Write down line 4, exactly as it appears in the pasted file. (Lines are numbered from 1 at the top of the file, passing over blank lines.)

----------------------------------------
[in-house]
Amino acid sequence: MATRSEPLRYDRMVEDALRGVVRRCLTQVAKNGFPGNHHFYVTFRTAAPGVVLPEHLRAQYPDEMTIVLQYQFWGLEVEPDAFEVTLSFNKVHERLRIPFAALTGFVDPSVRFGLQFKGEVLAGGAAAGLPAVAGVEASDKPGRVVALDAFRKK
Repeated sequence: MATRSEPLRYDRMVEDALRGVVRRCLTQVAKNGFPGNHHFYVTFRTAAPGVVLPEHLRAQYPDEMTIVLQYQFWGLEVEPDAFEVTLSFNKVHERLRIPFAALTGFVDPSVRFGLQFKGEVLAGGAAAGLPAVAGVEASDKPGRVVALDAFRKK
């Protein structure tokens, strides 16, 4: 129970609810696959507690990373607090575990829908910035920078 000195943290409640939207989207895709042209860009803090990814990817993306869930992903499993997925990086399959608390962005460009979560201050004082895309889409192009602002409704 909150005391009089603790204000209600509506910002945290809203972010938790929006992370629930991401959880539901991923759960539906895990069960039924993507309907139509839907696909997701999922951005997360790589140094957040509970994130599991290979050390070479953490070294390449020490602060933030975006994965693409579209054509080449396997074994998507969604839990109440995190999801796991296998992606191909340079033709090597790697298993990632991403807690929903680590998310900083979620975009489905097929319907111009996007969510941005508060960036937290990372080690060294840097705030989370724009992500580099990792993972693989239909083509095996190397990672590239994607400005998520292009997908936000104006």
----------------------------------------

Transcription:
């Protein structure tokens, strides 16, 4: 129970609810696959507690990373607090575990829908910035920078 000195943290409640939207989207895709042209860009803090990814990817993306869930992903499993997925990086399959608390962005460009979560201050004082895309889409192009602002409704 909150005391009089603790204000209600509506910002945290809203972010938790929006992370629930991401959880539901991923759960539906895990069960039924993507309907139509839907696909997701999922951005997360790589140094957040509970994130599991290979050390070479953490070294390449020490602060933030975006994965693409579209054509080449396997074994998507969604839990109440995190999801796991296998992606191909340079033709090597790697298993990632991403807690929903680590998310900083979620975009489905097929319907111009996007969510941005508060960036937290990372080690060294840097705030989370724009992500580099990792993972693989239909083509095996190397990672590239994607400005998520292009997908936000104006």